The US Open

All sports have their obvious points of ascension, the place that you reach the pinnacle and etch your place into the history of the respective sport that you are playing. Football has the Super Bowl, Baseball has the World Series, and Golf has the series of four majors that will determine who is the crème of the crop, the best of the best. You don’t have to have any complicated formulas, ridiculous statistical booklets or self-important critics telling you who is the best and why, it is quite simply the person that emerges at the top of each of these four contests. Win at the US Open and you have etched your name into the history of golf as one of the best to swing a club.

The Newport Golf and Country Club hosted the first US Open on its nine hole course in 1895 and was won by Horace Rawlins. Rawlins took advantage of the fact that he was an employee of the Newport Golf and Country Club, meaning that he knew the course very well, overcoming the fact that he was a mere 21-year old Englishman at the time. Rawlins wasn’t likely able to retire on his $150 prize money, if that sounds small it is because it was; the real contest of the time was considered to be the US Amateur Open which was to take place on the following week at the same Newport Golf and Country Club.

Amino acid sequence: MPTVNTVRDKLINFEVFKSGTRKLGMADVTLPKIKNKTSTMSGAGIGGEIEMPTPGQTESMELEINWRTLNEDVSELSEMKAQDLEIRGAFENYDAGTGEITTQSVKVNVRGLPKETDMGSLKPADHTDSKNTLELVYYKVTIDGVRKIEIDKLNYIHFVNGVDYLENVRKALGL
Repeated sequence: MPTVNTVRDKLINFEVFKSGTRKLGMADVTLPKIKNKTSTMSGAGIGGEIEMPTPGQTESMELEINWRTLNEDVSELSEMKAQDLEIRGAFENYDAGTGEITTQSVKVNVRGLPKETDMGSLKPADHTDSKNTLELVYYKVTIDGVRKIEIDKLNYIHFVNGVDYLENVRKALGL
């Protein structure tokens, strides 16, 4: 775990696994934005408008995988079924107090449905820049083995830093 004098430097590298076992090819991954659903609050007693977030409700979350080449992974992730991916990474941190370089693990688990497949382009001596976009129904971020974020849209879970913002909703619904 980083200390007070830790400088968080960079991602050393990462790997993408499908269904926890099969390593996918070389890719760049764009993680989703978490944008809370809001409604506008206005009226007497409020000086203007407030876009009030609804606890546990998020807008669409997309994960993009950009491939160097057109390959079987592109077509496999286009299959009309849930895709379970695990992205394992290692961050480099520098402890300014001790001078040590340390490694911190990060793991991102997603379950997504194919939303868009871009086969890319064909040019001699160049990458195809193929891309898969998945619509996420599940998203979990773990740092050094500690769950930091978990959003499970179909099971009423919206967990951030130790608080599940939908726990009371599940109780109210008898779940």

For the first time in its history, though it was just a local broadcast, the US Open was televised in 1947 which allowed viewers in the St. Louis area to watch Lew Worsham defeat Sam Snead in a playoff. It would take until 1982 for the entire tournament to be broadcast as it has been virtually ever since, showing once again the more recent spike in popularity for golf in general. Oakmont Country Club has hosted the US Open the most times, a total of seven times beginning in 1927 and the eighth time will come in 2007.

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